President Obama has repeatedly cited education as a top priority, promising to increase accountability for teachers, administrators and parents. But he missed a major opportunity to speak out, education advocates said Monday, by failing to campaign for Washington D.C. Mayor Adrian Fenty, who is facing what many think is a likely defeat in Tuesday’s primary.
“Unless we take action – unless we step up – there are countless children who will never realize their full talent and potential. I don’t accept that future for them,” Obama said in March.
Fenty staked his political future on nationally known but locally embattled schools chief Michelle Rhee, who Obama praised when running for president but who is likely to be ousted if Council Chair Vincent Gray Tuesday becomes mayor.
“The president should have said something in support of Fenty,” said Juan Williams, a journalist and author who has long been a proponent of education reform. “Fenty has been willing to withstand the slings and arrows that come to a politician who stood tough in the midst of the education reform movement.”
Fenty said Friday that he had asked Obama – who is wildly popular with the African-American electorate that has turned against Fenty – to come to his aid. The Democratic mayor said he did not expect the president to do so, even though Rhee and Fenty have taken on the teacher union and fired underperforming teachers, tied pay to performance and moved to shut failing schools if they do not show improvement.
Obama has said throughout his presidency that he endorses the idea of requiring teachers to be more accountable, and said in a July 29 speech to the Urban League that “the status quo is inexcusable.”
“I am 110 percent behind our teachers,” he said. “But all I’m asking in return — as a president, as a parent and as a citizen — is some measure of accountability … we’ve got to make sure we’re seeing results in the classroom.”
D.C. Councilman Jim Graham, who supports Fenty, said the one person who could have changed the dynamics of the mayor’s race — ensuring Rhee another four years to implement her reforms upending the status quo — is the president.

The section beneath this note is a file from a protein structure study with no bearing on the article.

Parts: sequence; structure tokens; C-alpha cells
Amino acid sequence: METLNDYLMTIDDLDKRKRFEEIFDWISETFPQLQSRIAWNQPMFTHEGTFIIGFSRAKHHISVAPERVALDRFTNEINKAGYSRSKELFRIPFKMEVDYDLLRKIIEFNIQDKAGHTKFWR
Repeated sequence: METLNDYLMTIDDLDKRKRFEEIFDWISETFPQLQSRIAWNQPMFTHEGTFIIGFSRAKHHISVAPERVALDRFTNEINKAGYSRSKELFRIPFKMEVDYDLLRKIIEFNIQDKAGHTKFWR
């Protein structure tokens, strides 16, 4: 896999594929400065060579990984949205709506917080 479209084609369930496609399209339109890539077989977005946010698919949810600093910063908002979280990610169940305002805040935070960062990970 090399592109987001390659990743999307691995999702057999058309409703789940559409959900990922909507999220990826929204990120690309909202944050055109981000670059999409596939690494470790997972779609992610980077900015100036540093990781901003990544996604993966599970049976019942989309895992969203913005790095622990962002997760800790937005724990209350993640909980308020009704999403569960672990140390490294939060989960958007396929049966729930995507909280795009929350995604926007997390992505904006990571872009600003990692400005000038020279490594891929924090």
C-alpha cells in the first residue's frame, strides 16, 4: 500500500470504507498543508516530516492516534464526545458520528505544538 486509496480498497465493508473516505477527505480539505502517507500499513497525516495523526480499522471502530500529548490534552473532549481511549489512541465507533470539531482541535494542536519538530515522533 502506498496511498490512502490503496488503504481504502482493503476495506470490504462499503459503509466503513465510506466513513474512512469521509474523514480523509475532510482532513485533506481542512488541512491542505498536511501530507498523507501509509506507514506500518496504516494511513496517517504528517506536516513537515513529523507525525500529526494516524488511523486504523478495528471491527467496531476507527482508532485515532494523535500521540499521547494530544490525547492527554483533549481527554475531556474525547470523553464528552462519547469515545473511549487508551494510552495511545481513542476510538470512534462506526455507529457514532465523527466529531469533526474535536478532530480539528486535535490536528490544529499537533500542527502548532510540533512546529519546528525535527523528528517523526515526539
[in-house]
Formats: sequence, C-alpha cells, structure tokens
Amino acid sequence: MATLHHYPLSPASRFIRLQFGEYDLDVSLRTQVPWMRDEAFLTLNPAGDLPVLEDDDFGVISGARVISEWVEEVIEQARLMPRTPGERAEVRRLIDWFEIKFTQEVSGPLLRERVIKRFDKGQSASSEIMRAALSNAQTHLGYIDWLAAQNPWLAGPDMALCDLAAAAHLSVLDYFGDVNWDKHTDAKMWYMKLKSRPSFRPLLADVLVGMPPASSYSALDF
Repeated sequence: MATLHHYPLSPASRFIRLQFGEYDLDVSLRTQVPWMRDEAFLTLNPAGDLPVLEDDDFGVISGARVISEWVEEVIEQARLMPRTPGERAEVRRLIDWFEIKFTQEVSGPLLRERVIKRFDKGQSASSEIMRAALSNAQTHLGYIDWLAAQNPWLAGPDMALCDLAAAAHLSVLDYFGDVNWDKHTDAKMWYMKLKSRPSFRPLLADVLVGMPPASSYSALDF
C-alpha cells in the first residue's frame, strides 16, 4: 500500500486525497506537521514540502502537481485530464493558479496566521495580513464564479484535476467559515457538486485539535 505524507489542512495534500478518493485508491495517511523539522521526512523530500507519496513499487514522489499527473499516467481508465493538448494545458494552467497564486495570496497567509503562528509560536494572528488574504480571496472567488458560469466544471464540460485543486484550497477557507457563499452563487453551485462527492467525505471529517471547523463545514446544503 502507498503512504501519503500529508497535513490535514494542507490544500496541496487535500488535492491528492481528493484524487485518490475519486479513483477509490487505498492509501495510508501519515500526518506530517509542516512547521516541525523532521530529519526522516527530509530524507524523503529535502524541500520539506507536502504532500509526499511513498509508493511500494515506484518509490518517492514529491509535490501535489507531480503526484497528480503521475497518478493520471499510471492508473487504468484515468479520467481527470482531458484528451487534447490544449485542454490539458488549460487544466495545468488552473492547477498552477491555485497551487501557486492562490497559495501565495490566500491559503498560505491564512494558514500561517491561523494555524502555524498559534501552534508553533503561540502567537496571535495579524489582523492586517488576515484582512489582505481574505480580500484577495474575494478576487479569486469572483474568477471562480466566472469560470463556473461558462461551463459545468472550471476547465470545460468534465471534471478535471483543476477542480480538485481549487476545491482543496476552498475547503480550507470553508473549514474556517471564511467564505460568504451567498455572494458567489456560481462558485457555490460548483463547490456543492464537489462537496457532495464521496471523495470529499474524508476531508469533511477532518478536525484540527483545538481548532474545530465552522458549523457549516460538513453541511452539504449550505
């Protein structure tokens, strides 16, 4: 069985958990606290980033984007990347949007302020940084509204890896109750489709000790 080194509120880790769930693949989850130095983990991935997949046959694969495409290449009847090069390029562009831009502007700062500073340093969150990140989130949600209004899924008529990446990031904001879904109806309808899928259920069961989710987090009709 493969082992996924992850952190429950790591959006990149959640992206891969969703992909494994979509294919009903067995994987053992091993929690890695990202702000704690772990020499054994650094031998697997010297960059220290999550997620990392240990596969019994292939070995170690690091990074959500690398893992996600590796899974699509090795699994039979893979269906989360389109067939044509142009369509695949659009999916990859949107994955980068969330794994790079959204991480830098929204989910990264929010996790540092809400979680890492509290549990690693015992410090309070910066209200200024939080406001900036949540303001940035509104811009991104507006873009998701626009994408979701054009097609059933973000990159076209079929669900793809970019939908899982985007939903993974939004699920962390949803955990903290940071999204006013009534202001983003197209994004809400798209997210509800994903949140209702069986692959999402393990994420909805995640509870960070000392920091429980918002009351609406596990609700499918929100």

“I think the president could have won the election for Adrian. I would go so far,” Graham said Monday.
“I think he should have,” Graham said, citing Fenty’s early endorsement of Obama during the presidential election.
“Fenty was there for Obama at the very, very beginning, when not a lot of people were stepping out for Obama,” Graham said. “And he is definitely in an Obama mold. I know it would be the president of the United States interfering with a local election in the capital of the United States. But I think he could have found something.”
“Maybe he’s done something that I don’t know about,” Graham said.
In fact, Obama did send Secretary of Education Arne Duncan to “walk to school” on the first day back for D.C. students in late August. But council member Graham said the appearance of Duncan, who pushed to cut food stamp funding to make room for his “Race to the Top” program, would do little to win over the voters that Fenty needs.
“I don’t think it would have any impact,” he said.
Fenty is said to own some share of the blame for being in his current position. Critics say he was unapproachable for much of his time as mayor and even one supporter with ties to the Fenty administration told TheDC that Fenty has never done a good job of asking for help.
Williams said that Obama and Duncan have done a good job “on lots of key education issues,” but that “the potential of Rhee’s defeat will have tremendous national implications for the education reform movement.”
“People who care about education reform have to support politicians who are willing to take the static that comes from the very difficult work of school reform,” Williams said.
Test data this past March showed that D.C. fourth-graders led the nation in reading gains, one of several indications that changes implemented by Rhee are having an impact.
On Monday, as Fenty and Gray sprinted to the finish with appearances throughout the city, Obama spoke at the White House to leaders from historically black colleges and universities.
“Education means emancipation,” Obama said, quoting Frederick Douglass.
But to many education advocates and those in the city who support Fenty and Rhee for being willing to fire bad teachers, the president’s inaction has been exactly what he promised not to do: an acceptance of the downsizing of dreams for many inner-city and underprivileged children in the nation’s capital.
Reporter Mike Riggs contributed to this report.